• At least two wlw couples involving a trans woman appear in the adventure paths; Anevia Tirabade (human) and Irabeth Tirabade (half-orc)note  in Wrath of the Righteous, and Marislova (half-elf) and Jadrenka (changeling) in Reign of Winter.
      • Two of the main allied NPCs in Wrath of the Righteousnote  are in a gay relationship.
    • Shardra, the iconic shaman in 1st Edition, is revealed in their backstory to be transgender. In the comics, iconic rogue Merisiel and iconic cleric Kyra, both female, are lovers.
  • Magnificent Bastard:
    • Asmodeus, Lord of Hell and the God of Sin, was the first traitor in history. Born the twin brother of the god of Goodness, Ihys, the two different on Ihys's insistence on imbuing mortals with free will, causing a war among the gods. Asmodeus committed the first act of treachery and slew his brother, but honored him by letting free will remain. Asmodeus will work with the gods of good to outwit greater threats such as Rovagug, but remains a deceptive and brilliant archdevil who will manipulate everyone to his end goals, even acquiring entire kingdoms via clever dealing. Asmodeus is also believed to have authored the contract around all creation, perhaps even writing in an extra clause to ensure his victory in the long run, never being at a loss for a clever ploy, even if he refuses to ever tell a direct lie.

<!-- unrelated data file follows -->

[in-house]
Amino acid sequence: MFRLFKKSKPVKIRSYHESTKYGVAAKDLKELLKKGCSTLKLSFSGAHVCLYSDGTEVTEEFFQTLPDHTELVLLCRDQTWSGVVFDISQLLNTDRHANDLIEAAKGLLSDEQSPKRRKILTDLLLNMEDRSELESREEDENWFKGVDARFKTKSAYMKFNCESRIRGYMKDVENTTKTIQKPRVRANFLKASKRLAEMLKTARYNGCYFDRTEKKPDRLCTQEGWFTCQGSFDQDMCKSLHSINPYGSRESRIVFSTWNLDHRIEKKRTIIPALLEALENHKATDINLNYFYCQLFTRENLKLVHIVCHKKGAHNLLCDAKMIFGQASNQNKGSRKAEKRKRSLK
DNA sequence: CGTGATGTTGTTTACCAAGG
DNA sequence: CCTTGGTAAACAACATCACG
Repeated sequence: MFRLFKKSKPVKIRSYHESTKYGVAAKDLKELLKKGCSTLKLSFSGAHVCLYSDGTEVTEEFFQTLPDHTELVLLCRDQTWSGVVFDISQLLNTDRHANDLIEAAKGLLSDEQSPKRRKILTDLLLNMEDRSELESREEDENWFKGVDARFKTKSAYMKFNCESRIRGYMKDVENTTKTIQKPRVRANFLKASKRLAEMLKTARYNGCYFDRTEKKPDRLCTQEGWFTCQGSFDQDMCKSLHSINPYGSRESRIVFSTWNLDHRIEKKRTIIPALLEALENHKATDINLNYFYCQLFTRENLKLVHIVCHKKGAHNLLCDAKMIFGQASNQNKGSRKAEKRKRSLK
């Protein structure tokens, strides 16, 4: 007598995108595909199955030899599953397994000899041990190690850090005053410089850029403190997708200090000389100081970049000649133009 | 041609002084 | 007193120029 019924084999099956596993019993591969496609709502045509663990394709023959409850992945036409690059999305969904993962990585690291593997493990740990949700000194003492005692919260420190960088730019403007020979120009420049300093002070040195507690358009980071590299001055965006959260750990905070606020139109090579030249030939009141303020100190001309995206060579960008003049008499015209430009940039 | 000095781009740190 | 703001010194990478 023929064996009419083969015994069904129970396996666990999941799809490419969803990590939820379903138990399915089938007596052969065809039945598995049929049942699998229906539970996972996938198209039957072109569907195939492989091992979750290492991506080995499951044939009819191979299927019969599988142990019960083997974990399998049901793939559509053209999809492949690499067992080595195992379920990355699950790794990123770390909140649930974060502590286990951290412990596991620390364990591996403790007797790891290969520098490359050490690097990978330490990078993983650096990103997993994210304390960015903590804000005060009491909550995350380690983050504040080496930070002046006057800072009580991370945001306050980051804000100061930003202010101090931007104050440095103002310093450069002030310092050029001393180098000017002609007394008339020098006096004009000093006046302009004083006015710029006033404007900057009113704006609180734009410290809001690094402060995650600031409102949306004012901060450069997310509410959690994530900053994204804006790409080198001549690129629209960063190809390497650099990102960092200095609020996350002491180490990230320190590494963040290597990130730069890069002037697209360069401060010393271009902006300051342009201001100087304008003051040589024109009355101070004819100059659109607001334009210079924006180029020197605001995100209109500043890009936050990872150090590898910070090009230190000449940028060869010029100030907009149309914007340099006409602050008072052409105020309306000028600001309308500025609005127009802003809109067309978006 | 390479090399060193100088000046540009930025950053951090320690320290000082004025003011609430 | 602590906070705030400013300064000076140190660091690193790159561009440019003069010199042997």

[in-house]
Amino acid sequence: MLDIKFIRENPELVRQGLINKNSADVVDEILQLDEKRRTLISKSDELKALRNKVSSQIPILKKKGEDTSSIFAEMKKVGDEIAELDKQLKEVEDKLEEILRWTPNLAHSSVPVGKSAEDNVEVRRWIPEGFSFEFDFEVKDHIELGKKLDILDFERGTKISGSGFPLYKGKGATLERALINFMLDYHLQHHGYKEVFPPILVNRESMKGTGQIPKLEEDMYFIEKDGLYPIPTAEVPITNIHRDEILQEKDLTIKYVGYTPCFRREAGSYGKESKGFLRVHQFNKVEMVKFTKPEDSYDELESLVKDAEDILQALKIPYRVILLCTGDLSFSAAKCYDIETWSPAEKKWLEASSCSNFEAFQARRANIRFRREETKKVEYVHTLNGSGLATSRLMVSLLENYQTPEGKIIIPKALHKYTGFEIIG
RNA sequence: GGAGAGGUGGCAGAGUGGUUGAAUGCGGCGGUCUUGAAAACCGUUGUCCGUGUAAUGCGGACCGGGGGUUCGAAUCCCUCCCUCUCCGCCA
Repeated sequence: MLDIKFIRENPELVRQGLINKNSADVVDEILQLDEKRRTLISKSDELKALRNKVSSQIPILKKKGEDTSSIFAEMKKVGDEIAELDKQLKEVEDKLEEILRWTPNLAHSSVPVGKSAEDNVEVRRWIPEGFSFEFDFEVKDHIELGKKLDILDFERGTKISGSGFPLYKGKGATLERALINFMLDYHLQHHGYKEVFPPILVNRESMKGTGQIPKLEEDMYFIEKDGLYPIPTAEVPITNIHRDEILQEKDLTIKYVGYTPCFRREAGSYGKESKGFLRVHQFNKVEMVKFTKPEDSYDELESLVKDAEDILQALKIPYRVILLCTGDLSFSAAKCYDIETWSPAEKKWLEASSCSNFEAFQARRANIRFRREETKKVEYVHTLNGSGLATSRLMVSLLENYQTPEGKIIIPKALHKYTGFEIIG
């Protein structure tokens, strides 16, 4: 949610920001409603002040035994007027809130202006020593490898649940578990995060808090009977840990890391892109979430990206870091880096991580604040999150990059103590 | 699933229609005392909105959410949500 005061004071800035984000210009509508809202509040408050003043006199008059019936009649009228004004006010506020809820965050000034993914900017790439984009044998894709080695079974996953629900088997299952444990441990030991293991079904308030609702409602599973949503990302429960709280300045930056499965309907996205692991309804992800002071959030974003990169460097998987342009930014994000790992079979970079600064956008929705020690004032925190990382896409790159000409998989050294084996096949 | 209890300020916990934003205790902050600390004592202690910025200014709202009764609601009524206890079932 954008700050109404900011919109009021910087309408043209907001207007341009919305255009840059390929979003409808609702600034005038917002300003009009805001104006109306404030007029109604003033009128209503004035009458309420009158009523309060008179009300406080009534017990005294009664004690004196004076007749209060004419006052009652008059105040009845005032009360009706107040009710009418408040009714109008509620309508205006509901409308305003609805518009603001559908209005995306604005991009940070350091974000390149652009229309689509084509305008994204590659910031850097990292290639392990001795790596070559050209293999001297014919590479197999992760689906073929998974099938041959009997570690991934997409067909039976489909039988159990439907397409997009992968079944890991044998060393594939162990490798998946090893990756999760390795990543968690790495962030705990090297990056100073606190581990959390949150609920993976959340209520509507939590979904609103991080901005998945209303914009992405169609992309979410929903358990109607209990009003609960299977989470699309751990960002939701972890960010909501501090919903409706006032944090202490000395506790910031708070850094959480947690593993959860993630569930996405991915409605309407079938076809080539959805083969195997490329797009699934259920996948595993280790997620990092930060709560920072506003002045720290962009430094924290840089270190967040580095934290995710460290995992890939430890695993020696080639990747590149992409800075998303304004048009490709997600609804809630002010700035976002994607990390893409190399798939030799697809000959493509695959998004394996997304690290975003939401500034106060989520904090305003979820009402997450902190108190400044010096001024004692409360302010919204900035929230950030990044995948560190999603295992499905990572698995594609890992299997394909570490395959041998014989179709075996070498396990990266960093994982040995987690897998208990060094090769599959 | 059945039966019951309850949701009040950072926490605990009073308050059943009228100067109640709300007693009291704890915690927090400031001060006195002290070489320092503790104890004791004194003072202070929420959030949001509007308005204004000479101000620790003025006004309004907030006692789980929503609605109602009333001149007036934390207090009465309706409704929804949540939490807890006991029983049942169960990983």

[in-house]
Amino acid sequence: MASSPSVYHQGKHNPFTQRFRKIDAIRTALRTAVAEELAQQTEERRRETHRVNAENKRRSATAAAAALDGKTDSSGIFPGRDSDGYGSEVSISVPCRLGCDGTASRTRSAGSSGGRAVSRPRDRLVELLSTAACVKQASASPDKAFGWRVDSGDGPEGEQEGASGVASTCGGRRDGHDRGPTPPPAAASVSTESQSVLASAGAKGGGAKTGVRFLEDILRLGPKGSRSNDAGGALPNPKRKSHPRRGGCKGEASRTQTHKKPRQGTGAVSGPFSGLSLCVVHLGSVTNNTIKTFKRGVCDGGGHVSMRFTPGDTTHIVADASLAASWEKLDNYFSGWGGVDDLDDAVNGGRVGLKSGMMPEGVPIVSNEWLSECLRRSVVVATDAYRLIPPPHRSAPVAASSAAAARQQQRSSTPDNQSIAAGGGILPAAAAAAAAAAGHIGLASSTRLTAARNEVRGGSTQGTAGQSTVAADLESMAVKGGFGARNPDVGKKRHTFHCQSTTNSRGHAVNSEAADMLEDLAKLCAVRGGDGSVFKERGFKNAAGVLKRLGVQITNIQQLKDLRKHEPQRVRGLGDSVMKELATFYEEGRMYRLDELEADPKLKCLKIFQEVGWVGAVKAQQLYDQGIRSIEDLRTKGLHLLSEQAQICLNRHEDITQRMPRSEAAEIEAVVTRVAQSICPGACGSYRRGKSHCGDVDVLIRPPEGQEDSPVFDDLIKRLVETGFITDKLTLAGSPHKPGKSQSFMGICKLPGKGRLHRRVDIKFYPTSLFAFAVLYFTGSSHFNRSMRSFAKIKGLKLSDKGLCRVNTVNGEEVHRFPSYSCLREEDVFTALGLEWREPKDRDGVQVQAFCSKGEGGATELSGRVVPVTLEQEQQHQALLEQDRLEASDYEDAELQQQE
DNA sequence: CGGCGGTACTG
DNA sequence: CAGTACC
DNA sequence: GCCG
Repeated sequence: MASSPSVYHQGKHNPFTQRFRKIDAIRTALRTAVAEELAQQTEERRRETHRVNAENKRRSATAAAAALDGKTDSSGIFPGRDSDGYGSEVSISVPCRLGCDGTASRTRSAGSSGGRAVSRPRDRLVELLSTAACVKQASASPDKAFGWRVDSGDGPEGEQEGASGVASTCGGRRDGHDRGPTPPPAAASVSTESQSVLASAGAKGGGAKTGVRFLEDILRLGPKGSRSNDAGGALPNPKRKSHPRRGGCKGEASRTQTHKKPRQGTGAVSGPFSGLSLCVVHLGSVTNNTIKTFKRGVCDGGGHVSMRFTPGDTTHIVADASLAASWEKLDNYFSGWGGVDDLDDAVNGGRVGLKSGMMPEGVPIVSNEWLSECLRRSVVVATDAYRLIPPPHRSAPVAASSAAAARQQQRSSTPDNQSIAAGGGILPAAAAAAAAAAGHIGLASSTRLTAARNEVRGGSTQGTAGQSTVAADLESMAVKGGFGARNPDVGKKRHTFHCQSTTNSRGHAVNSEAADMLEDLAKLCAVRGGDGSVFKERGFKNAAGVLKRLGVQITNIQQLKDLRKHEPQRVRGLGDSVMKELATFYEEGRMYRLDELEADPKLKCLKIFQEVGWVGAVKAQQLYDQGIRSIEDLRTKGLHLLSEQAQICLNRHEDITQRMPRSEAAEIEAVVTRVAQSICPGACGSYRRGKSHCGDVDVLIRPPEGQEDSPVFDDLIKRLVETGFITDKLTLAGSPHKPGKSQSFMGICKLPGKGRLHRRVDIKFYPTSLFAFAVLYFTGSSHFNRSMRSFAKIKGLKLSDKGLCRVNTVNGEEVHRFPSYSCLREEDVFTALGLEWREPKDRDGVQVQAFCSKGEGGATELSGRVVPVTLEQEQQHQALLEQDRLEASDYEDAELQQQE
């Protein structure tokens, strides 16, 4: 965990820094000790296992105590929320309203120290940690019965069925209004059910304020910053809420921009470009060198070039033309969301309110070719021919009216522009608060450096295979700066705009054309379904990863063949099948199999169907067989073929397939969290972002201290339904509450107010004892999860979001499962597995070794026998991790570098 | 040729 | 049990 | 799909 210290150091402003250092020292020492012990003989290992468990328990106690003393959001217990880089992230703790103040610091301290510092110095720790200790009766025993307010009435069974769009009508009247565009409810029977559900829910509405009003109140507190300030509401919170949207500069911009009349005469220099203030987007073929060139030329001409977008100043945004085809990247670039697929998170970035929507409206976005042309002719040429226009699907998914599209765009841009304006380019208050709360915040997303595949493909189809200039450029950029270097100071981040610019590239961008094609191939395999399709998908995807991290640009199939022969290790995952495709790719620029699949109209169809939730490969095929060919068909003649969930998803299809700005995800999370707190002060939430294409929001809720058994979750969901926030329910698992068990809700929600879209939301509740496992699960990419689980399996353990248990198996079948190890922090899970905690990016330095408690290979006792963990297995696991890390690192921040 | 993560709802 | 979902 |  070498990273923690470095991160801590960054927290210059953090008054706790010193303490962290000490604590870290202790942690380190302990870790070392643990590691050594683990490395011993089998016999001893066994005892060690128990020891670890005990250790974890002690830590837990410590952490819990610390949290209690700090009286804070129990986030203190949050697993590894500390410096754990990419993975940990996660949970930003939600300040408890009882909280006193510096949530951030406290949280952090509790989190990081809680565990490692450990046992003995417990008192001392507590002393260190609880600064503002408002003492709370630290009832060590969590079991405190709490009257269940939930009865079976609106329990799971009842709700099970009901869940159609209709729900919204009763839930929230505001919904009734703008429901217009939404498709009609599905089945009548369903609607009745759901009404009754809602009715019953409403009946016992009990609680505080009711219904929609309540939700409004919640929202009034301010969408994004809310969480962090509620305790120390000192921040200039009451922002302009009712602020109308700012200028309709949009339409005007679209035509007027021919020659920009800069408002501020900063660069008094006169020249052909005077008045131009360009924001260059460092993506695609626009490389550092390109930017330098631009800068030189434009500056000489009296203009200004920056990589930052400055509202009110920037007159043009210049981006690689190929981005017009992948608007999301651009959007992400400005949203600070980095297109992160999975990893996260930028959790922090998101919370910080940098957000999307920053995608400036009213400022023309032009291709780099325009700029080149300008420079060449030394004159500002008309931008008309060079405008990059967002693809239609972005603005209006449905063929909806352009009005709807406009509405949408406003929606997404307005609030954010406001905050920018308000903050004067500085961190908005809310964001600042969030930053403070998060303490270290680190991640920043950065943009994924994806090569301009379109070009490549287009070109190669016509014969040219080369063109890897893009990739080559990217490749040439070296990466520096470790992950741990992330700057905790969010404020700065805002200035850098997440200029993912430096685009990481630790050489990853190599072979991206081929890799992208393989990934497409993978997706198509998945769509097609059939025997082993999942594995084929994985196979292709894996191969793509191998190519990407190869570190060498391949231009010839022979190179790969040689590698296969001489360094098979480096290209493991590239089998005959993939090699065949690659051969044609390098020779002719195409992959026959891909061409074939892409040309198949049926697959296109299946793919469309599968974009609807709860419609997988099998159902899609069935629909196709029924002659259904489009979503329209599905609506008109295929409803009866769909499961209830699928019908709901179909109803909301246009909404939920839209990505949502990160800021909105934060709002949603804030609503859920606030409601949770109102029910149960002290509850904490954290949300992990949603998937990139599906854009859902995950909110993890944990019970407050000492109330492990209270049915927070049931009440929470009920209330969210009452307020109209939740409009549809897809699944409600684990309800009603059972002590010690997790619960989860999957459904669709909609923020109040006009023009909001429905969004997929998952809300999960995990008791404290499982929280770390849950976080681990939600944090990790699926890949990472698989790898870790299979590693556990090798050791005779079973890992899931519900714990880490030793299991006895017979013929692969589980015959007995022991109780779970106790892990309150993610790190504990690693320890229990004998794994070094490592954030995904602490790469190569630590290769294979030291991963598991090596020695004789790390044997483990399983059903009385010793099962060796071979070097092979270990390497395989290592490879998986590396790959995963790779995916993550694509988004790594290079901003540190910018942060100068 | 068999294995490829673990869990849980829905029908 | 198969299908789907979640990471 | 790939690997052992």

• Mephistopheles, the Archdevil of Contracts and Secrets, was originally the consciousness of hell itself given form by Asmodeus. Utterly loyal to the Lord of Hell and ruler of the 8th layer Caina, Mephistopheles makes countless deals with mortals while constructing them to carry out the letter while sometimes violating the spirit while their souls can be claimed by hell. Even able to deceive any other archdevil save Asmodeus, Mephistopheles also made a deal with the depraved Barzillai Thrune to make him the Genius Loci of the nation of Cheliax while secretly arranging events for Barzillai's downfall so Mephistopheles can study his depraved soul. After ensuring the heroes kill Barzillai, Mephistopheles cheerfully sends them on their way, unless one wishes to enter into a new infernal pact.